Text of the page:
Hillsborough County Administrator Mike Merrill said that while storm surge was the biggest concern of government officials in the Tampa Bay area as Hurricane Irma approached on Sunday, it is now flooding that may be the primary concern.
“With the rainfall, we are going to see some inland river flooding,” Merrill said Monday morning while speaking at the Hillsborough County Emergency Operation Center in East Tampa,
The National Weather Service reported Monday morning that there was actually a negative storm surge (of one foot).
There were extensive reports of downed trees and power lines, with much of that in the eastern part of the county, said Hillsborough Fire Chief Dennis Jones. He said staffers with Fire Rescue and Public Works had not completed assessments of the damage done overnight so it would be best if people remained off the streets.
Jones did say that early assessments show that at least 12 homes have been destroyed because of falling trees, which he said was a “small number.” There have been no fatalities.
Although the approximately six-to-nine inches of rain that hit Hillsborough County Sunday night and Monday morning from Hurricane Irma was more modest than expected, there are still concerns about rising levels in some rivers.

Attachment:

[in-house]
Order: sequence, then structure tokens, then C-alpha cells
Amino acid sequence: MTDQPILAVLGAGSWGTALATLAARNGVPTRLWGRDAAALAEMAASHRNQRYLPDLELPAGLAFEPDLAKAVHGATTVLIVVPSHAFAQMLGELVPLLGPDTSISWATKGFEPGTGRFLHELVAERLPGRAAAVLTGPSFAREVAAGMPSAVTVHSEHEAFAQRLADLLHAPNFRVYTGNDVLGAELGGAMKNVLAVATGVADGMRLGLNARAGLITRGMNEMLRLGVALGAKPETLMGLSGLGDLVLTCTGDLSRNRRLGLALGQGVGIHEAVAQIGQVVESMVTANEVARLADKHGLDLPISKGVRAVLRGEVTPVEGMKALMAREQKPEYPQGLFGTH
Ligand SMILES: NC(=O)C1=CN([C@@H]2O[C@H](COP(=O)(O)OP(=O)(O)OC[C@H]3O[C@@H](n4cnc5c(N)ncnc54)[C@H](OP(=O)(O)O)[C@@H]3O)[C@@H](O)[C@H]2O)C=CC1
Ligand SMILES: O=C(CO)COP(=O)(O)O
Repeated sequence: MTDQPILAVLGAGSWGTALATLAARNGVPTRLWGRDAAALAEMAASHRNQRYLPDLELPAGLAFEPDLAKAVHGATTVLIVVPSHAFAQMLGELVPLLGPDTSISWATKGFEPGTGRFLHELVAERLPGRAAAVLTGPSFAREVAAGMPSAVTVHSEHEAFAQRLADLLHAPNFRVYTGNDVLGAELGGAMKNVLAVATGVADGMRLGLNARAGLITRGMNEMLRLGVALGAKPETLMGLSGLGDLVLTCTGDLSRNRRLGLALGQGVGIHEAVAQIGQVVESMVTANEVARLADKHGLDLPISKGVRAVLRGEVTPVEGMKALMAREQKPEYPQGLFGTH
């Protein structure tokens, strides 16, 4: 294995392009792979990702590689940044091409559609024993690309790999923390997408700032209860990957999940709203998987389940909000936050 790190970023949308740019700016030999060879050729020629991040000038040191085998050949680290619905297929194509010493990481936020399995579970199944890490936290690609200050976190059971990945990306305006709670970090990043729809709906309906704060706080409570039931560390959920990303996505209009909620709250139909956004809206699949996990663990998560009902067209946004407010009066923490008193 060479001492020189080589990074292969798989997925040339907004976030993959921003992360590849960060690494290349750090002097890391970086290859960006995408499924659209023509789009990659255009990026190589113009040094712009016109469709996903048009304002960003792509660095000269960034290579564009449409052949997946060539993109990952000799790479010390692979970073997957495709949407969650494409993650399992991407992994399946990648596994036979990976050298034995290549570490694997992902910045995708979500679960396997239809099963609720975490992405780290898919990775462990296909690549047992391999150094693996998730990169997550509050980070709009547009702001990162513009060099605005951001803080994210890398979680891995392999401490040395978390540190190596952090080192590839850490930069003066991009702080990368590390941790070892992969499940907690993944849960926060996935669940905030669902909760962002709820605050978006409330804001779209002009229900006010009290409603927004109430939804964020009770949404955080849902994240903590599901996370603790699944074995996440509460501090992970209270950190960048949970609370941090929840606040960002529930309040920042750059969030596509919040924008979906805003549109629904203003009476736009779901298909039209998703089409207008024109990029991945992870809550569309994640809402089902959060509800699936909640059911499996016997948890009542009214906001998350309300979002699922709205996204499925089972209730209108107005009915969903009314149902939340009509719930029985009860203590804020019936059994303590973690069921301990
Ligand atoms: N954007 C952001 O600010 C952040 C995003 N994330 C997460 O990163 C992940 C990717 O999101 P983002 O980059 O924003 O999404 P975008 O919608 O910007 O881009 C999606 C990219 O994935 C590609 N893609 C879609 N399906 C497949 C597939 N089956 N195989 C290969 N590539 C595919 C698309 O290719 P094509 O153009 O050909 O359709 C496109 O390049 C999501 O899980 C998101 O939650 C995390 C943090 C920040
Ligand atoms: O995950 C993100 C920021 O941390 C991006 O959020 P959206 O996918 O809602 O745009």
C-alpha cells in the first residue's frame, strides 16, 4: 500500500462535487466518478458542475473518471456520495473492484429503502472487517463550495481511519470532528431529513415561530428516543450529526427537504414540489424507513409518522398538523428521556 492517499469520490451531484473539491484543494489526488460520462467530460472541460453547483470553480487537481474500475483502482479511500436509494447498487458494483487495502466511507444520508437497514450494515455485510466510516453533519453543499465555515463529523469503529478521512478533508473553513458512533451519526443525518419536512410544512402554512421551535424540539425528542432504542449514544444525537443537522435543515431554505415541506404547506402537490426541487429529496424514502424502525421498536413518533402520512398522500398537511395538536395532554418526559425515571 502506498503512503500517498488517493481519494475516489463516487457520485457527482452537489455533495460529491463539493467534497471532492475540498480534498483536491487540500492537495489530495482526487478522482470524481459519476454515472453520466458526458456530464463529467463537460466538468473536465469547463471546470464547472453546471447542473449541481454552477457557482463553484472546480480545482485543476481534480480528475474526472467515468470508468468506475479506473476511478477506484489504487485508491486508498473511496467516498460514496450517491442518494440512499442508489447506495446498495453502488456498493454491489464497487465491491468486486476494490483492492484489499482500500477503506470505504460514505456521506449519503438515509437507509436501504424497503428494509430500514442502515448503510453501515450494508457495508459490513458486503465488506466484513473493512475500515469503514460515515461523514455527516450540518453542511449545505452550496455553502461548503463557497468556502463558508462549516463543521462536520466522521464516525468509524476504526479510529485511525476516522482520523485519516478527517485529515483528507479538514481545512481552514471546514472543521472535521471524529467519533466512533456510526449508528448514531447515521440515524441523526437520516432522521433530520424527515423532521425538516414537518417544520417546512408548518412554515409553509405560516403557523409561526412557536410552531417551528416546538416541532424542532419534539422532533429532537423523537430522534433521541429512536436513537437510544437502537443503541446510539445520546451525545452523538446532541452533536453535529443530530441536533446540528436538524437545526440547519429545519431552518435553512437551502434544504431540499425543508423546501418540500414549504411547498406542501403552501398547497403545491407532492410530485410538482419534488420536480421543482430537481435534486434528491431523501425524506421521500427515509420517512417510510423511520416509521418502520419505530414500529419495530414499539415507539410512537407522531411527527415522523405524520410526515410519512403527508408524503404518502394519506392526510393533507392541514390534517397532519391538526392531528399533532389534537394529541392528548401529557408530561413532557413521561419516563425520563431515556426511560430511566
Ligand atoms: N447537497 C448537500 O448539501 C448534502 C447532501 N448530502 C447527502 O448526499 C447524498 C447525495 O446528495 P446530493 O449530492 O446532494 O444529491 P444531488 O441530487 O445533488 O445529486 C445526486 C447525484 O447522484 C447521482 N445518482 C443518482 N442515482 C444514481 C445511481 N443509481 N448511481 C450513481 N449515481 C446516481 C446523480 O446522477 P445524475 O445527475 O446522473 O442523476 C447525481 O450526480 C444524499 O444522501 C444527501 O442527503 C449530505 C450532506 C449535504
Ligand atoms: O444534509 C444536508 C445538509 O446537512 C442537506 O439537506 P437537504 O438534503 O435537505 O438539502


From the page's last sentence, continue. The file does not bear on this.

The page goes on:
Preston Cook, the director of emergency management for the county, predicted the possibility of record levels for the Hillsborough River and Cypress Creek Preserve.
The current record for the Hillsborough River is 15 feet, three inches. Cook says it could go up to 15.6.
The record for Cypress Creek is 14 feet, four inches. The previous record of 13.8.
Cook also said the Little Manatee River could go as high as 18 feet over the next day or two.
Merrill emphasized that the most important thing for county residents was to stay inside.
There are approximately 300,000 people who rely on Tampa Electric who are without power early Monday. That’s forty percent of the public utility’s customer base, said spokesperson Cherie Jacobs.
There are more than 29,000 people who stayed in Hillsborough County shelters. They will begin leaving those shelters today, though Merrill said that they could stay longer if their homes were damaged.